230556 The Dark Side of Femininity in the Age of 'Me Too': Narrating Gendered Violence in British and American Thrillers Since Gone Girl (S) (SoSe 2019)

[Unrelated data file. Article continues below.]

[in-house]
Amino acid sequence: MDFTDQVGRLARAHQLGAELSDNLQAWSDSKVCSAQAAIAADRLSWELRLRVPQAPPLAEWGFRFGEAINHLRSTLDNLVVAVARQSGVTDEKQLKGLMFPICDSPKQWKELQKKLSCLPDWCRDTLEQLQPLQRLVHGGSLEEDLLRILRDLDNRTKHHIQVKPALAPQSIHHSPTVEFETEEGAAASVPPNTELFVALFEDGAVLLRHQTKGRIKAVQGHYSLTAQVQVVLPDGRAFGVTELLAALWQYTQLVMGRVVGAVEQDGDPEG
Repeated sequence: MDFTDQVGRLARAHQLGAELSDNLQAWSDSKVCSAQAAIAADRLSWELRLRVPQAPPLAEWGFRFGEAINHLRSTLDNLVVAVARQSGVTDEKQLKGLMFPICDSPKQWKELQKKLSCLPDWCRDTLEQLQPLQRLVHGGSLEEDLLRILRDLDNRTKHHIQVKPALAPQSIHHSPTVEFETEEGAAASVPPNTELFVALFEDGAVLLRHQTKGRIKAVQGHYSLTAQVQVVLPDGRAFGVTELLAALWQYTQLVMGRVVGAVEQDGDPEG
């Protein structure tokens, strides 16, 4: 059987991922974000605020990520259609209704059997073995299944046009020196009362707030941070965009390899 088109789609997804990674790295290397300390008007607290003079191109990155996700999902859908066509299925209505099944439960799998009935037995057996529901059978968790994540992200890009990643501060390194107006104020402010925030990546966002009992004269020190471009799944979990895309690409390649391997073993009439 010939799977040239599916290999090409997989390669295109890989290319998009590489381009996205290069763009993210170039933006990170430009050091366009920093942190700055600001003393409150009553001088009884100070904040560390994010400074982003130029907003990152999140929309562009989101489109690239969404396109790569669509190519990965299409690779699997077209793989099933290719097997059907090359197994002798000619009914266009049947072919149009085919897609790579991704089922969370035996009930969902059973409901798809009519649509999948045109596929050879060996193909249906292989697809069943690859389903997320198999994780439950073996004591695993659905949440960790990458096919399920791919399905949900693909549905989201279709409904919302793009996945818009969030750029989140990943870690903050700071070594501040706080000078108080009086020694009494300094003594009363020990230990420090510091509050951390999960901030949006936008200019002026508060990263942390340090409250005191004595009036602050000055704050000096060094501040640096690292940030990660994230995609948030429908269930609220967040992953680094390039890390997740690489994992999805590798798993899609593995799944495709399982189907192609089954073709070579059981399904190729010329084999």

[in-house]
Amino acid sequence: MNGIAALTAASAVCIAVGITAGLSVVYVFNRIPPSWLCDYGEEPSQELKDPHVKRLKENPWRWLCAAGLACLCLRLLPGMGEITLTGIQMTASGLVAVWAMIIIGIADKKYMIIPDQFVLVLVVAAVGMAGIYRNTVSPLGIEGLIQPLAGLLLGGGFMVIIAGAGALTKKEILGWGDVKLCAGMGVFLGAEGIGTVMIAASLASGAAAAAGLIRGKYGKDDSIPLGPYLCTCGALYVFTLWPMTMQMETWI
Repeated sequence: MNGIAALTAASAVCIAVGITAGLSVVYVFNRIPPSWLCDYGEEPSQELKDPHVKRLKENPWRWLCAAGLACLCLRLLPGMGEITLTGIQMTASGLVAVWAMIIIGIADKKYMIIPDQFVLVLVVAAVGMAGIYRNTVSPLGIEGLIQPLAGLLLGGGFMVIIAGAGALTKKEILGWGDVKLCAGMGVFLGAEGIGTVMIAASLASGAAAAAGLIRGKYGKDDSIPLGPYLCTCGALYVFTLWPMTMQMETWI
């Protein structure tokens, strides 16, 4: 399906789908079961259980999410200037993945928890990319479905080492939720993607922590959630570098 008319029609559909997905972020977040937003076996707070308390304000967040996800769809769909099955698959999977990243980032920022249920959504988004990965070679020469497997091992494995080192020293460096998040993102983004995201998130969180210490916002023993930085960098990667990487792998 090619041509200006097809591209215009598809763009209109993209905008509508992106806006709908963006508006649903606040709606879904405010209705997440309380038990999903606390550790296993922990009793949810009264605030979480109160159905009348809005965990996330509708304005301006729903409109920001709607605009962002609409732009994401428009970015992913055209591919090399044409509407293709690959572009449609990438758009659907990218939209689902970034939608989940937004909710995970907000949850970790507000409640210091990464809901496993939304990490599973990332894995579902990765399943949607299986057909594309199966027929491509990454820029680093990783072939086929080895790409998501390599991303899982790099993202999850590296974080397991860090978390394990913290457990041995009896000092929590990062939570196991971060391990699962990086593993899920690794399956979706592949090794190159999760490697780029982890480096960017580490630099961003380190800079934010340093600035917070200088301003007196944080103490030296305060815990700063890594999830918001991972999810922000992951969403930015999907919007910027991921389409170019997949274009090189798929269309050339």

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In this seminar, we are going to investigate narrative representations of gendered violence - mental as well as physical, with women as its victims as well as its perpetrators - in 'domestic thrillers', a currently extremely popular subgenre of women's crime fiction that has been spawned by the publications of the American Gone Girl (Flynn, 2012) and the British The Girl on the Train (Hawkins, 2015): in this type of fiction, evil does not lurk in a parking lot at night, but in (mostly white, middle-class) couples' homes and hearts. Always bearing in mind the question with what (women) readers' experiences they might resonate or to what fantasies they might speak in our own 21st-century moment, we will explore these narratives within two wider contexts: one is the literary tradition of the Female Gothic, a popular genre which had its first heyday in Victorian Britain and has since then provided powerful tropes and forms for (women) writers to imagine both the darkest threats to and fears of being female in patriarchal societies and fantasies to escape, overcome or even avenge these suffocating injustices; second is the cultural and social context of 21st-century 'Western' societies, which is marked by the strange coexistence of continuing structural violence against and oppression of women on the one hand and particularly younger women's claims to being fully 'empowered' and eschewing any identification with 'victim feminism'. This class is inspired by my own beginning-stages Ph.D. project, which is one more reason why I wish for it to assume a discussion-intense think-tank format that revolves around your questions as much as my own. Ideally, it opens up new avenues for research on an important subgenre of women's popular fiction that has not as yet been subjected to thorough scholarly investigation within a gender and literary / cultural studies framework.
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